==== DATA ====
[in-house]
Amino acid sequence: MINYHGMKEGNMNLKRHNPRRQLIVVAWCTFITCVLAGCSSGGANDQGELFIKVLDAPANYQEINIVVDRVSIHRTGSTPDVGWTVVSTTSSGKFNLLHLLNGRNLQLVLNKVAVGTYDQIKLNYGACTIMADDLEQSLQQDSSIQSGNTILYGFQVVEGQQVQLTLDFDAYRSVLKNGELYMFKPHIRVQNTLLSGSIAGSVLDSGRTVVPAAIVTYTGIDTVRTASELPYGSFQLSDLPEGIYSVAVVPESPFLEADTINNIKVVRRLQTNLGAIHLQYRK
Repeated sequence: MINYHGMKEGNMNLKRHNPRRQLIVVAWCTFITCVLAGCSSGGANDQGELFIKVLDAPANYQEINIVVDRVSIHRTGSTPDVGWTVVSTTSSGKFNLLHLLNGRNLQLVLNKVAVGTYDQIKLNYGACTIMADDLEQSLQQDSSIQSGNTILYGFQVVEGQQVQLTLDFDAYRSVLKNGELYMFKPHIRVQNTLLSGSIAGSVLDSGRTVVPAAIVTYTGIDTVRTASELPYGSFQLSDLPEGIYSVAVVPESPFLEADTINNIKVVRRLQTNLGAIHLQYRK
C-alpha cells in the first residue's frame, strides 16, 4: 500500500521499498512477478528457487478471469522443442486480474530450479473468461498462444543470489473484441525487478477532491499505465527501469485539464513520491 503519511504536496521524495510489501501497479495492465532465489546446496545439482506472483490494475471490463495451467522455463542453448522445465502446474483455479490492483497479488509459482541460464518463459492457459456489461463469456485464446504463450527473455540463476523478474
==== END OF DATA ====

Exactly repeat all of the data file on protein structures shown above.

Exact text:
[in-house]
Amino acid sequence: MINYHGMKEGNMNLKRHNPRRQLIVVAWCTFITCVLAGCSSGGANDQGELFIKVLDAPANYQEINIVVDRVSIHRTGSTPDVGWTVVSTTSSGKFNLLHLLNGRNLQLVLNKVAVGTYDQIKLNYGACTIMADDLEQSLQQDSSIQSGNTILYGFQVVEGQQVQLTLDFDAYRSVLKNGELYMFKPHIRVQNTLLSGSIAGSVLDSGRTVVPAAIVTYTGIDTVRTASELPYGSFQLSDLPEGIYSVAVVPESPFLEADTINNIKVVRRLQTNLGAIHLQYRK
Repeated sequence: MINYHGMKEGNMNLKRHNPRRQLIVVAWCTFITCVLAGCSSGGANDQGELFIKVLDAPANYQEINIVVDRVSIHRTGSTPDVGWTVVSTTSSGKFNLLHLLNGRNLQLVLNKVAVGTYDQIKLNYGACTIMADDLEQSLQQDSSIQSGNTILYGFQVVEGQQVQLTLDFDAYRSVLKNGELYMFKPHIRVQNTLLSGSIAGSVLDSGRTVVPAAIVTYTGIDTVRTASELPYGSFQLSDLPEGIYSVAVVPESPFLEADTINNIKVVRRLQTNLGAIHLQYRK
C-alpha cells in the first residue's frame, strides 16, 4: 500500500521499498512477478528457487478471469522443442486480474530450479473468461498462444543470489473484441525487478477532491499505465527501469485539464513520491 503519511504536496521524495510489501501497479495492465532465489546446496545439482506472483490494475471490463495451467522455463542453448522445465502446474483455479490492483497479488509459482541460464518463459492457459456489461463469456485464446504463450527473455540463476523478474